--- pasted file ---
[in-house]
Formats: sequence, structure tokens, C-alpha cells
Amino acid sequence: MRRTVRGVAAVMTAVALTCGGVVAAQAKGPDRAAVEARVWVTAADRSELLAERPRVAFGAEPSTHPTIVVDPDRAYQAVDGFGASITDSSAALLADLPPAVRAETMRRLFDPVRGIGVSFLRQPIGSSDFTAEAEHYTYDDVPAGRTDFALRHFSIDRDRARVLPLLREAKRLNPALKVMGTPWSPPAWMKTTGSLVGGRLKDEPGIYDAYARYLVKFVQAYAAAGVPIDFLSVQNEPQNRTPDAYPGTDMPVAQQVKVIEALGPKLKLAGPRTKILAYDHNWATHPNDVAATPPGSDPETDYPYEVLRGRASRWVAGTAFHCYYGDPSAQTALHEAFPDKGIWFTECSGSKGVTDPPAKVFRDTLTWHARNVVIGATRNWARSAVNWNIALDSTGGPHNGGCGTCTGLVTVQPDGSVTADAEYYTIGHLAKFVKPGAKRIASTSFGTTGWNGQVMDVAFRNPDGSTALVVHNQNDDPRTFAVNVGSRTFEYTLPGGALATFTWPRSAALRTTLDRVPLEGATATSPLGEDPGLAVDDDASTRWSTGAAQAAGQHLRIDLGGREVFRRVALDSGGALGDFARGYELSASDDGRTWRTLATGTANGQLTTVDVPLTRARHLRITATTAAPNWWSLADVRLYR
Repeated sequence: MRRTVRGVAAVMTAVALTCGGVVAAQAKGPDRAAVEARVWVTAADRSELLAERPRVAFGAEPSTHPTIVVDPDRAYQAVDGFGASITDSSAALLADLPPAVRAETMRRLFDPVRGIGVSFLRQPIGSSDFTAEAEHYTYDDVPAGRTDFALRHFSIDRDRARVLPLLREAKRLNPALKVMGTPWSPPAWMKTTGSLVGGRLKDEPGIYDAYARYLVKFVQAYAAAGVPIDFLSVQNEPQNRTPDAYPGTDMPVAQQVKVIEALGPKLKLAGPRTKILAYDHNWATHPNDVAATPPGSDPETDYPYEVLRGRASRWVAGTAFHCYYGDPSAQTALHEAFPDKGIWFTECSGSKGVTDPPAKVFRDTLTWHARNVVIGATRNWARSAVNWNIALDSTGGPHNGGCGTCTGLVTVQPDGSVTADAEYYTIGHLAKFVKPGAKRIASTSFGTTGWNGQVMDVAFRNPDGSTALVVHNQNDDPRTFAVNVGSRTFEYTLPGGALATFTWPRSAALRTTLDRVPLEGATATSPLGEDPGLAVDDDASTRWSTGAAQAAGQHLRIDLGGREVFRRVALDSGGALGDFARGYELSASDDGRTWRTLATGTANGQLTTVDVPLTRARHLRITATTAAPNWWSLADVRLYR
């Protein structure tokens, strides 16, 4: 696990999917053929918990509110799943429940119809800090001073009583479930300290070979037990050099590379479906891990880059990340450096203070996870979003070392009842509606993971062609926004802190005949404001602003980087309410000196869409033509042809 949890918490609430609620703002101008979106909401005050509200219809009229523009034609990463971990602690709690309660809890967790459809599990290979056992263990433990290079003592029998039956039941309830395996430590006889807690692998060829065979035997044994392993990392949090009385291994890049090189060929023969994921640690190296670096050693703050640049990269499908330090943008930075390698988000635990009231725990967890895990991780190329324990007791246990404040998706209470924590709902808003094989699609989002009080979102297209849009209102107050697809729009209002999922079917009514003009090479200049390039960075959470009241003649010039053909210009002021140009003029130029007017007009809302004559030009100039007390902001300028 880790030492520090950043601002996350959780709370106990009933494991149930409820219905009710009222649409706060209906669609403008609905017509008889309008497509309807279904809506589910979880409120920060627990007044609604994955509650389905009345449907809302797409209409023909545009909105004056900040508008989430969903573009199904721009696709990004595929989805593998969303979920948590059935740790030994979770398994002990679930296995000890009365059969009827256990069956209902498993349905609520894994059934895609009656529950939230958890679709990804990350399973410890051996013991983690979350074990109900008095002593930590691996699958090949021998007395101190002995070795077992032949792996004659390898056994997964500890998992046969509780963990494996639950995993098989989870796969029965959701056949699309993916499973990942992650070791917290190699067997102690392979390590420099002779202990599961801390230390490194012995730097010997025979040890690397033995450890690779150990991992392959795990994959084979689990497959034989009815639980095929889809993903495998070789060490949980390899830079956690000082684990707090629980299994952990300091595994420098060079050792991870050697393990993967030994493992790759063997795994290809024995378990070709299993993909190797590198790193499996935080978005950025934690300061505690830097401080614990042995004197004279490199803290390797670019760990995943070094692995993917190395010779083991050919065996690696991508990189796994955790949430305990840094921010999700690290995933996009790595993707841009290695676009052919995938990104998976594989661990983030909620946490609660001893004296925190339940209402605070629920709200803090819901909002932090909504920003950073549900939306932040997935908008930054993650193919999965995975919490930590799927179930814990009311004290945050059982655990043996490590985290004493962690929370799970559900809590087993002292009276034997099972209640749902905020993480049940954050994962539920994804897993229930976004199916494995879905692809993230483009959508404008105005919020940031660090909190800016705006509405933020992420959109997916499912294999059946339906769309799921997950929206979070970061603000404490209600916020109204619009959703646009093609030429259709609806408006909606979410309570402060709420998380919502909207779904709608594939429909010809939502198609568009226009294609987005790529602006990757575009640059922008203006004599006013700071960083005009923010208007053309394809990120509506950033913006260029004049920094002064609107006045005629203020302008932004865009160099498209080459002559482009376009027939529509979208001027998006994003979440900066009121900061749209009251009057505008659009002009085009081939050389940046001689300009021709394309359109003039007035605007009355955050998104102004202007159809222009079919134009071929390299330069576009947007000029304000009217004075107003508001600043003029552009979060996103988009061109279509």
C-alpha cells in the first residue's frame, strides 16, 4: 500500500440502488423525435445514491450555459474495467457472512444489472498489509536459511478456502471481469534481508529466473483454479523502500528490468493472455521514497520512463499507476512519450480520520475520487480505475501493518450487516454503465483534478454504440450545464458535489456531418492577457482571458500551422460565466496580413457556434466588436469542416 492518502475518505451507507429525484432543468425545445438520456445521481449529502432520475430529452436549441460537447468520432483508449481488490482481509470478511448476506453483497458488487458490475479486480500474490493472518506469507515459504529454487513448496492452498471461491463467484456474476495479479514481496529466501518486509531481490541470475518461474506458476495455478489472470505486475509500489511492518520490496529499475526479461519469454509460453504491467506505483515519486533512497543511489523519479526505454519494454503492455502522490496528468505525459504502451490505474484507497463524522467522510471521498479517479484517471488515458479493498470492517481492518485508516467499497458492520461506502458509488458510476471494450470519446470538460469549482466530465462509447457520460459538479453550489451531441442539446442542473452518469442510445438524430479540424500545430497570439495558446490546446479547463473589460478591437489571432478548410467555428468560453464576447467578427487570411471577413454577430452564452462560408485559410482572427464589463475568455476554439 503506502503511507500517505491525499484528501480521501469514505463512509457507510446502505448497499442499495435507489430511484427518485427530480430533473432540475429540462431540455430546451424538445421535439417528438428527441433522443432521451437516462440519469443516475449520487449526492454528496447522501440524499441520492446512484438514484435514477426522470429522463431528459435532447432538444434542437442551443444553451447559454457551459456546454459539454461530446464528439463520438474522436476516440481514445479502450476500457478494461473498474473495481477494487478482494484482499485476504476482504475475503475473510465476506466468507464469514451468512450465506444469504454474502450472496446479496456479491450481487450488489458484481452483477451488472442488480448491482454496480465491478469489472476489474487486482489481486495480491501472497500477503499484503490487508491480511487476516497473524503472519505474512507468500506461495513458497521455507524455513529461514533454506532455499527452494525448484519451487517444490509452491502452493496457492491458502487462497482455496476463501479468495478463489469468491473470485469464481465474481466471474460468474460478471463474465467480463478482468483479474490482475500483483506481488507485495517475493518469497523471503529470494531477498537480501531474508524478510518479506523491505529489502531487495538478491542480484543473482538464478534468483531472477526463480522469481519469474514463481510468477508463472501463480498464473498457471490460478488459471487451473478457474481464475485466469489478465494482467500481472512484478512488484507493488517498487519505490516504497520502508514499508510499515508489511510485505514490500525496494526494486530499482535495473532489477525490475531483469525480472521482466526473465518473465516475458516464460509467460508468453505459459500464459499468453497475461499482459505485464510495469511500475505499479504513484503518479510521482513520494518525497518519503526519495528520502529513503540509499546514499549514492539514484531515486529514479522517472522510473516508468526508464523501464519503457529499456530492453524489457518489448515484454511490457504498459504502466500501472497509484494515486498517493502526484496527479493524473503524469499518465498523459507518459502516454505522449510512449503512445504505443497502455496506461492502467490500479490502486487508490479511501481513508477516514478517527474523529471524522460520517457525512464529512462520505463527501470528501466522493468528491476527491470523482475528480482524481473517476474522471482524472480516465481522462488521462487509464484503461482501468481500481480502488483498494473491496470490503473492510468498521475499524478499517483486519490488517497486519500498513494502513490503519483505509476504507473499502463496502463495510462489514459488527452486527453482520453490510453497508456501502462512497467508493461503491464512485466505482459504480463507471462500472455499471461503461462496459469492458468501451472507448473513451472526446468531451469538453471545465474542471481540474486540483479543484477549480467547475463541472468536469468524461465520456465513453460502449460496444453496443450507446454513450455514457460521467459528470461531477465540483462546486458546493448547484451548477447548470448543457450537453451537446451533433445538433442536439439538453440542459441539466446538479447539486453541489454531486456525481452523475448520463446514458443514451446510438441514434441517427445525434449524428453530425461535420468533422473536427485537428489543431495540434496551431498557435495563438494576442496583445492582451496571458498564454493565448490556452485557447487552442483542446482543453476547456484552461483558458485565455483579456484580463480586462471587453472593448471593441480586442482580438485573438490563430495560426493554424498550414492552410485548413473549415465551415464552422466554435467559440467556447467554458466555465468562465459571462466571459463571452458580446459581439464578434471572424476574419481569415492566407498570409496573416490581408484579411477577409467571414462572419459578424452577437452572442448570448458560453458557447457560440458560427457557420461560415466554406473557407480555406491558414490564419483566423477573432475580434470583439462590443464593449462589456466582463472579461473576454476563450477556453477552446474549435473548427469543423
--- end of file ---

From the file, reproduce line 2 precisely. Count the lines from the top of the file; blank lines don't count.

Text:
Formats: sequence, structure tokens, C-alpha cells